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Archive for category: Cyberliability

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Cyber Attacks and Bodily Injury

Today’s cyber attack (still working it’s way through networks, at the time of this post) on the UK’s NHS has resulted in many hospitals and doctors’ offices remaining closed, as they cannot access the networks and IT systems they rely upon to provide care. This will undoubtedly result in patient injuries (being exacerbated and causing further harm) and possibly death. BBC reporters have cited sources saying:

“Absolute carnage in the NHS today. Two Hyperacute stroke centres (the field I work in) in London have closed as of this afternoon. Patients will almost certainly suffer and die because of this.

“Had a patient that needed urgent neurosurgery referred, but unable to look at scans – stroke care is absolutely dependent on IT systems and joined up systems.”

This type of attack appears to be ransomware related to the NSA’s leaked toolkit from last month’s breach. While ransomware is a growing nuisance, many companies have yet to protect themselves from these types of hackings. Even still, even the best IT security standards can be penetrated by smart cyber criminals using social engineering. Further, most companies have still yet to include cyber insurance in their portfolio of risk management policies.

So, will a cyber attack resulting in bodily injury caused by ransomware or social engineering be covered by cyber insurance? The devil is in the details, unfortunately. Many cyber policies do not cover ransomeware or claims generated from social engineering incidents. Other policies, like Crime and General Liability, may offer minimal coverage at best, but most have been written to exclude cyber-caused incidents. To further complicate the situation, bodily injury (which is typically covered by General Liability) is often excluded explicitly under cyber policies.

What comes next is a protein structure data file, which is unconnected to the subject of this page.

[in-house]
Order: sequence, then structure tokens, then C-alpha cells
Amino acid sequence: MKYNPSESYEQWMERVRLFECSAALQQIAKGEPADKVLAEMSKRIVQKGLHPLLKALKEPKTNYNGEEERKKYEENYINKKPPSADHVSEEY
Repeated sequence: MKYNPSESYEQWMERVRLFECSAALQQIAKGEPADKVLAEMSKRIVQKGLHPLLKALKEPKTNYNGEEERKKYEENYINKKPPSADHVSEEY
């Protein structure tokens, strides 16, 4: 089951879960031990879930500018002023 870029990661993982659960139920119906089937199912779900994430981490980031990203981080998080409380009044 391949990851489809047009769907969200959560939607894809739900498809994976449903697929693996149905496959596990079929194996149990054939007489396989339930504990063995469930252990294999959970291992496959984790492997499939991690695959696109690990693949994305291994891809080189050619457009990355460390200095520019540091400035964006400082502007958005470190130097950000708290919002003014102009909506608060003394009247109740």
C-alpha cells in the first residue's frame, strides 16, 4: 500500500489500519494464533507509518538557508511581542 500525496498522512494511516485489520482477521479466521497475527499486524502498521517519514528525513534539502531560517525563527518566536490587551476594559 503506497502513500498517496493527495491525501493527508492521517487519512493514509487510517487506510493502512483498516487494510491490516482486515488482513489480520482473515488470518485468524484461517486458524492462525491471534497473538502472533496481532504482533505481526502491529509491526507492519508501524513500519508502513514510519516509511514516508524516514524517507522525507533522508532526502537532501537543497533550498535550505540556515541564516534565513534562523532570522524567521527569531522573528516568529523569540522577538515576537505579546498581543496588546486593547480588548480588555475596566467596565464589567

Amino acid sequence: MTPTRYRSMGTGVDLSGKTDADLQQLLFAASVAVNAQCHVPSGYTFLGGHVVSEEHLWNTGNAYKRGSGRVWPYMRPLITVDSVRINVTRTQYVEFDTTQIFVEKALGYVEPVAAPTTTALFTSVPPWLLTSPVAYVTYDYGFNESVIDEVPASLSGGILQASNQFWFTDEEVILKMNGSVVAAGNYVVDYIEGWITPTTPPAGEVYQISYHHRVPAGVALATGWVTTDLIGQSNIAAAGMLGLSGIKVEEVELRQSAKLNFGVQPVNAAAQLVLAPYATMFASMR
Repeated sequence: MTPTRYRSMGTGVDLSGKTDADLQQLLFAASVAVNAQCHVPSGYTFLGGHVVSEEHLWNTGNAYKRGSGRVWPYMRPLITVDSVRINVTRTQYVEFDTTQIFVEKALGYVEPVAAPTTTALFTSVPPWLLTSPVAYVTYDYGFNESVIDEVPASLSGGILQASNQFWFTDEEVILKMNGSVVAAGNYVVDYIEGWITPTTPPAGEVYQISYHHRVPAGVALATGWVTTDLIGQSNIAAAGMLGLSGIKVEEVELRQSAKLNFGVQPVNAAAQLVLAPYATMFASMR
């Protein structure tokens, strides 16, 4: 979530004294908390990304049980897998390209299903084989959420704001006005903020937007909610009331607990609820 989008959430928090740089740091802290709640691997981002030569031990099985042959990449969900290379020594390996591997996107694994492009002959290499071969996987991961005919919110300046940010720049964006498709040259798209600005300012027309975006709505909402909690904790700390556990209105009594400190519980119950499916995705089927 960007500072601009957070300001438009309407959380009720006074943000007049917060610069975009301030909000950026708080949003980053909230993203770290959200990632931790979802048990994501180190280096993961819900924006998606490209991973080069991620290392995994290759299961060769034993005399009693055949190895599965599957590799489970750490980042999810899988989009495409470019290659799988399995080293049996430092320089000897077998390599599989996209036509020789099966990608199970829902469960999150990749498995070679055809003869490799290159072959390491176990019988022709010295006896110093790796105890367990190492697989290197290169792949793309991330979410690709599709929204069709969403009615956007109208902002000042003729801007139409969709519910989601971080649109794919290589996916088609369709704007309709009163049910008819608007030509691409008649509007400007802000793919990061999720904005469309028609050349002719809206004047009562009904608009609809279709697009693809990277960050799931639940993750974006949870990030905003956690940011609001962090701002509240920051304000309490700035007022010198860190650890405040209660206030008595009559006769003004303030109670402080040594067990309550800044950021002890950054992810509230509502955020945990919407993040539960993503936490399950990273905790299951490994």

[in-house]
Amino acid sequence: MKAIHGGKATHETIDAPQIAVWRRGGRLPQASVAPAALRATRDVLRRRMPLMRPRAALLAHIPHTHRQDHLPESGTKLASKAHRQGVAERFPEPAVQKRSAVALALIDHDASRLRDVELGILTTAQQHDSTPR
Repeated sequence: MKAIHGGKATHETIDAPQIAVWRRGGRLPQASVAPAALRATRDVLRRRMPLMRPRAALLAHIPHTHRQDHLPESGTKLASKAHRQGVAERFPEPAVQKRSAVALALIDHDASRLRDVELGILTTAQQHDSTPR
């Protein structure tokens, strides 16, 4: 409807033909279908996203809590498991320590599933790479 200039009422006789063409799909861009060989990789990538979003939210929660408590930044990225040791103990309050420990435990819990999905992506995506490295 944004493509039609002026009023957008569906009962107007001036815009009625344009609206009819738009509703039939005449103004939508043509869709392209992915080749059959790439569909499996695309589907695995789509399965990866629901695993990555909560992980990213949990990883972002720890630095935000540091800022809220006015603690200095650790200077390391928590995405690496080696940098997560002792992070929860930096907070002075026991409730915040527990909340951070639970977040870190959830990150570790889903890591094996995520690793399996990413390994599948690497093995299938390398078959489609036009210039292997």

The solution is to make sure you buy the right cyber insurance policy to begin with. If you have an exposure to bodily injury, make certain you have placed coverage with a carrier that offers this on their cyber policies (there are a few). Your broker can also make sure the cyber policy “dovetails” with your General Liability policy to ensure that you’re not duplicating coverage, but you’re also covering the gaps as well.

Find a broker that knows how to 1) access your cyber risk to determine what coverage is necessary and 2) design a program that addresses your cyber risks. As a bonus, most cyber insurance policies include a variety of risk management services, like breach coaches and access to cyber professionals to help you – if and when you get hit with an attack.

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Cyber Insurance: Not just for consumer-facing businesses

Post originally published by TechAssure-member: Plexus Groupe

The wide range of cyber risk faced by businesses continues to be in the news.

In a story published recently, The Wall Street Journal reported that a growing number of manufacturers have begun to secure cyber insurance.

According to the Journal, manufacturers paid about $37 million in cyber coverage premiums last year, per data from Advisen, an increase of 89 percent from 2015. Also, per BusinessInsurance.com, cyber threats were a top concern of more than 90 percent of the top 100 publically traded manufacturing firms in 2016, according to findings from accounting firm BDO USA LLP.
Read More

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Guest Post: Two New Cyber-Focused Crime Endorsements

Data-Breach31One of the challenges in designing a comprehensive cyber insurance program lies in the fact that cyber risks are not easily contained within the insurance industry’s pre-defined “boxes.” Cyber risks can affect virtually all lines of insurance, and, yet, most of these insurance policies were never designed to cover such risks. There can often be a sizable grey-area between insurance policies when trying to piece them together. One area that is particularly fraught with peril (pun intended) is cyber crime.